Best Animal and Wildlife

Madeline Awad / Ladue Horton Watkins High School

White-Spotted Jellyfish (phyllorhiza punctata) are suspended in the water on Sunday, April 10, 2022, at the Johnny Morris' Wonders of Wildlife National Museum & Aquarium in Springfield, Mo.

Best Sports Feature

Wendy Stephens / Clayton High School

The PASS Junior Vikings coach celebrates with one of his players on Saturday, Nov. 5, 2022, after a touchdown in St. Louis.

Best Sports Action

McKenzie Brown / Lindbergh High School

Lindbergh High School junior goalkeeper Madison Mertzlufft dives to make a save on Friday, April 7, 2023, during the first half of a varsity girl’s soccer match against Cor Jesu Academy at Lindbergh High School in Sappington, Mo.



2024 Contest Rules

Please review all of the contest rules before submitting your entries!

  1. No entry fee is required and all rights to images remain the property of the photographer. See the copyrights and permissions disclosure for full details.
  2. By submitting to the Contest, the entrant agrees to abide by all Contest rules.
  3. All entries must be original works by the entrant. Unauthorized use of another’s image will result in disqualification.
  4. To be eligible, entries must have been made by the entrant between Tuesday, April 11, 2023 and Monday, April 8, 2024.
  5. The contest is open to local high school or home-schooled students.
  6. Each entry must be submitted with an entry form detailing the title, caption and a personal reflection; no more than three entries per participant are allowed.
  7. Judging: Entries will be blindly judged by a panel of professional photojournalists and media professionals, taking into account: the moment captured, image composition (lighting/color/layering/focus), the creativity behind the image, the caption, and the student reflection provided. The decisions of the judges are entirely their own and are final and binding.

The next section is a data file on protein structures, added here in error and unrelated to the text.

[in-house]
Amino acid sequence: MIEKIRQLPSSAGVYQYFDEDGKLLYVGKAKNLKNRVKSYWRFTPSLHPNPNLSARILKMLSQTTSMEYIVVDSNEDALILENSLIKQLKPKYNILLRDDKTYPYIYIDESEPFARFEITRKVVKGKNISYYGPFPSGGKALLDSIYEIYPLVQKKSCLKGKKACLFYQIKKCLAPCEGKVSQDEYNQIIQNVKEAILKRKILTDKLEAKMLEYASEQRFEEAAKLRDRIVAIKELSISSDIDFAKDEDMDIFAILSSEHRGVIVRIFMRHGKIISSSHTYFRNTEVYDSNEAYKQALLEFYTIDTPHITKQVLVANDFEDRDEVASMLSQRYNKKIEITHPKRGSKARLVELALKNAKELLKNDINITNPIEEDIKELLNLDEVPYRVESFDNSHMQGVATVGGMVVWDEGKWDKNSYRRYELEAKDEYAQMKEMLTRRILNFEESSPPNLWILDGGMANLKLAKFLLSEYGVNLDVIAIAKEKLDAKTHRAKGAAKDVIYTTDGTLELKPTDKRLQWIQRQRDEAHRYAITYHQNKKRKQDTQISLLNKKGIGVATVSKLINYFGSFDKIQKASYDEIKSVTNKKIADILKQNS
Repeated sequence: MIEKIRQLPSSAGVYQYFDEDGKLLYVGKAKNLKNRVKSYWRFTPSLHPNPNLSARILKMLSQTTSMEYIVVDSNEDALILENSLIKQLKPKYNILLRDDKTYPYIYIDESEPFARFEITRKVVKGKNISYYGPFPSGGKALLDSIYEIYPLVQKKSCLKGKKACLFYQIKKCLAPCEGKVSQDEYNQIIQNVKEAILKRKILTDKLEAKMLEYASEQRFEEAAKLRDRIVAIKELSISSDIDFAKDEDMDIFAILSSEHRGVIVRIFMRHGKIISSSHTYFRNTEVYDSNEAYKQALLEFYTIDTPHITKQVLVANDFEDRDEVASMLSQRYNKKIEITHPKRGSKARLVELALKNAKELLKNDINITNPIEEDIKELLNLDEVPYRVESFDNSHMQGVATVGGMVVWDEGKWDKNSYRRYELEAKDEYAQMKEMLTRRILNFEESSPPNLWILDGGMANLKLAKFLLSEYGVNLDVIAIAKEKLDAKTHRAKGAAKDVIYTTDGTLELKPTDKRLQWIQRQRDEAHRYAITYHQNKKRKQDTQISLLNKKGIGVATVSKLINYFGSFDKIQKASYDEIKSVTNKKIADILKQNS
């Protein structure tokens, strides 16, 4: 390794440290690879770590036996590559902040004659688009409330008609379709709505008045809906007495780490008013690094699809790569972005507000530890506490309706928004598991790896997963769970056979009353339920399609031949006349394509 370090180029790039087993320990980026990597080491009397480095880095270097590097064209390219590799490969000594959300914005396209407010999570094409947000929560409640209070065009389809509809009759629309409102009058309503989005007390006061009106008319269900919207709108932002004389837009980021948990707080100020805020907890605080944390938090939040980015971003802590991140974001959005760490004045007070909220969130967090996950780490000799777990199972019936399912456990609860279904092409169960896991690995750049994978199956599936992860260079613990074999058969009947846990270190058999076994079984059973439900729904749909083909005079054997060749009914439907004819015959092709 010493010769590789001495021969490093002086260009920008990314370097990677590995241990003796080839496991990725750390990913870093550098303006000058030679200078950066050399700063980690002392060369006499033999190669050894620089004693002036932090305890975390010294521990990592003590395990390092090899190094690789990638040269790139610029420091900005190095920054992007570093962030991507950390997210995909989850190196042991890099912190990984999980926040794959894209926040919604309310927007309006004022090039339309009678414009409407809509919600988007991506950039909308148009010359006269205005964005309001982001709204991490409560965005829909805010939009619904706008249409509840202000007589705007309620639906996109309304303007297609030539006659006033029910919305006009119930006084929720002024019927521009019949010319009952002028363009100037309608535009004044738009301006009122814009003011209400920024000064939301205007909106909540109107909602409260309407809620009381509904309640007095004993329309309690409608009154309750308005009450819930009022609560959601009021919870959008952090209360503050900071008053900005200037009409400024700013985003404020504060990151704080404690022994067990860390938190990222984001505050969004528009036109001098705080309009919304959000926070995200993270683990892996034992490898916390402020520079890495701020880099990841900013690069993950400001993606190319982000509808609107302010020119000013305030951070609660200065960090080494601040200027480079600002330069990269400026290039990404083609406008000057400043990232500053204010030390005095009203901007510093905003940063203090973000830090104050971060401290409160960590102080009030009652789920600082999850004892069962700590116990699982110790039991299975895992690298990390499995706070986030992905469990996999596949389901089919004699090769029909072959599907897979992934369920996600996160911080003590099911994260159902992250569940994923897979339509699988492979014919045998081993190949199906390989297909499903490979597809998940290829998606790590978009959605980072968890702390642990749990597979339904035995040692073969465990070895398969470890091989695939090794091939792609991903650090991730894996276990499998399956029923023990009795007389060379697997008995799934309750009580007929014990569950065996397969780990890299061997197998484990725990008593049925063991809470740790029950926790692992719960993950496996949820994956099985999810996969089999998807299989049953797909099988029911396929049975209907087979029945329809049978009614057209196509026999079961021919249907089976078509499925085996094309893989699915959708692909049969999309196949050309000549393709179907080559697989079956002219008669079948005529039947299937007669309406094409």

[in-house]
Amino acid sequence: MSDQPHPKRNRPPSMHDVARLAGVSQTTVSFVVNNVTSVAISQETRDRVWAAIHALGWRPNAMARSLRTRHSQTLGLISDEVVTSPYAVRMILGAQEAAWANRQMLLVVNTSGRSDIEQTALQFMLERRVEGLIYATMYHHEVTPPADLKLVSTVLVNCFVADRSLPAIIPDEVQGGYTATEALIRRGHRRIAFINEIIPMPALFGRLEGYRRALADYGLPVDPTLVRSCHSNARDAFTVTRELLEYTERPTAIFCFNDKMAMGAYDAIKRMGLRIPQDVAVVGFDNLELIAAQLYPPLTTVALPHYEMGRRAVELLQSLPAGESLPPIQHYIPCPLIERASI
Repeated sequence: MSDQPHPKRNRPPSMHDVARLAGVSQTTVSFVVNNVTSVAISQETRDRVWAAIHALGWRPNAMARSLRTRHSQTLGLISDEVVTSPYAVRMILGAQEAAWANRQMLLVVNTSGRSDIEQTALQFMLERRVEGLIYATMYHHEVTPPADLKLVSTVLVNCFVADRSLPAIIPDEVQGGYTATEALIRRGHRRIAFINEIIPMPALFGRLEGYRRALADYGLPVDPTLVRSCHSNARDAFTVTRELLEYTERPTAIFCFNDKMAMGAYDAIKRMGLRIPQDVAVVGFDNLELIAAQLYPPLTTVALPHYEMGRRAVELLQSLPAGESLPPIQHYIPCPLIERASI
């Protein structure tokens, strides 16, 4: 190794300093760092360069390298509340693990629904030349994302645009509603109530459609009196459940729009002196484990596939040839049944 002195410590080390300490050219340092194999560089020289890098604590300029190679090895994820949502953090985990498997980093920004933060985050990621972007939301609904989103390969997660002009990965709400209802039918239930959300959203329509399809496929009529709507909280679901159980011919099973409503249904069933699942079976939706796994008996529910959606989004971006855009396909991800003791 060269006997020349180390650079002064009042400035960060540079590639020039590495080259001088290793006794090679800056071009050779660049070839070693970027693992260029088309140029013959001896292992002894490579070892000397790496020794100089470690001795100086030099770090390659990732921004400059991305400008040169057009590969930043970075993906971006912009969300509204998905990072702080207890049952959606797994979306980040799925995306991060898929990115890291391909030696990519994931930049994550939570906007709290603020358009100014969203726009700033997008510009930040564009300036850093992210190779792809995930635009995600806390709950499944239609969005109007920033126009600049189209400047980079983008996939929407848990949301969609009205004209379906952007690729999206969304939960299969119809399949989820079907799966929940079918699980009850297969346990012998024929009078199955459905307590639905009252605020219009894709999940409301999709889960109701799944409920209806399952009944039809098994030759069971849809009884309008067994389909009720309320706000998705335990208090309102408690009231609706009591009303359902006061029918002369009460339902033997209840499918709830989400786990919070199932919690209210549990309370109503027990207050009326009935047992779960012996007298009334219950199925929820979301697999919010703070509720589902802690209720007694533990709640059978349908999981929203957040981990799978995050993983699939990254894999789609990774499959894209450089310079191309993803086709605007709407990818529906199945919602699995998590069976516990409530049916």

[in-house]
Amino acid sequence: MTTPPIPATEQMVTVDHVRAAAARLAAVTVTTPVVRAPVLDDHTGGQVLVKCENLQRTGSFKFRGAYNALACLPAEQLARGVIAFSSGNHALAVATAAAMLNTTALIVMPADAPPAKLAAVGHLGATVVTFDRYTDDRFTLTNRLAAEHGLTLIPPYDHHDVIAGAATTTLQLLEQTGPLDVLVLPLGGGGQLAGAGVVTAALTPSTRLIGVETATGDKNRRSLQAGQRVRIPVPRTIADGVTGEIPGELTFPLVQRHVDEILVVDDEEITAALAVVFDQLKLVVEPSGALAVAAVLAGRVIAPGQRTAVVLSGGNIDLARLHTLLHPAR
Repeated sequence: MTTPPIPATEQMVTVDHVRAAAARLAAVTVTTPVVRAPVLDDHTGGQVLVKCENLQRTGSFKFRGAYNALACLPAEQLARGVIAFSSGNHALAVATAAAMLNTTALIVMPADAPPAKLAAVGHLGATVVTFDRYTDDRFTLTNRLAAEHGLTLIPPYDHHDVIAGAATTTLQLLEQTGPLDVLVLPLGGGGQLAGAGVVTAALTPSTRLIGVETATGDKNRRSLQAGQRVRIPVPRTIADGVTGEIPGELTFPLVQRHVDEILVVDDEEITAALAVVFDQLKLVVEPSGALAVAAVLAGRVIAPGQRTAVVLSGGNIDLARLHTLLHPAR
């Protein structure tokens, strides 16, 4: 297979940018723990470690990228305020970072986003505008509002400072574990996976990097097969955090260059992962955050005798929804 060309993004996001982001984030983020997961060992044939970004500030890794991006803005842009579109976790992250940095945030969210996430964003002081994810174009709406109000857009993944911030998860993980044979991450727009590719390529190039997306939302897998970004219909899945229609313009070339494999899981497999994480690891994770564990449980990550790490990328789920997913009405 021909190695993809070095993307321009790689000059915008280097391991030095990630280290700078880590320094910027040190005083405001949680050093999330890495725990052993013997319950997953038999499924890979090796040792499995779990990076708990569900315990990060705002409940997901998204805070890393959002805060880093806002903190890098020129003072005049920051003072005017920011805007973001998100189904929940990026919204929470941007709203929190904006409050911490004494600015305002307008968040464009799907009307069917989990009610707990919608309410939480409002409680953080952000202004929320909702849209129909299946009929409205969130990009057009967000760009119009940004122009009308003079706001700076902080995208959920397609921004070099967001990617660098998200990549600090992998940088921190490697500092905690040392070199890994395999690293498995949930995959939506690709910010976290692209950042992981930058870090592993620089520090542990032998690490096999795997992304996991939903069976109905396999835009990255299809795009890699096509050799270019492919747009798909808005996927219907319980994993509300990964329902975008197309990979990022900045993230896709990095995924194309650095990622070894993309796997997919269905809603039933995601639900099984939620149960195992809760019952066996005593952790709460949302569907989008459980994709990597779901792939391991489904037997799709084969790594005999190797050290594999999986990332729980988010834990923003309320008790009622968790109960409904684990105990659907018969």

8. Photo Editing: Color images should replicate what the human eye experiences. Because this contest focuses on photojournalism, artistic manipulations are not allowed.

    Examples of prohibited techniques include the exaggerated use of color saturation, contrast, and burning and dodging methods. You may not remove or add objects or subjects to a photo in part or whole. You may not use software capture filters. Please do not add masks, borders, backgrounds, text or other effects to your entry.

    Allowed editing includes minor cropping, exposure correction, white balance, color toning, sharpening and contrast adjustments. Changing a color photo to completely black and white is allowed — but not spot coloring.

  9. Captions: Captions, or cutlines, are the words that go along with an image to explain what’s happening in the photograph to provide more context. Without a caption, the viewer might get the wrong information or the wrong impression about what’s going on in the photo.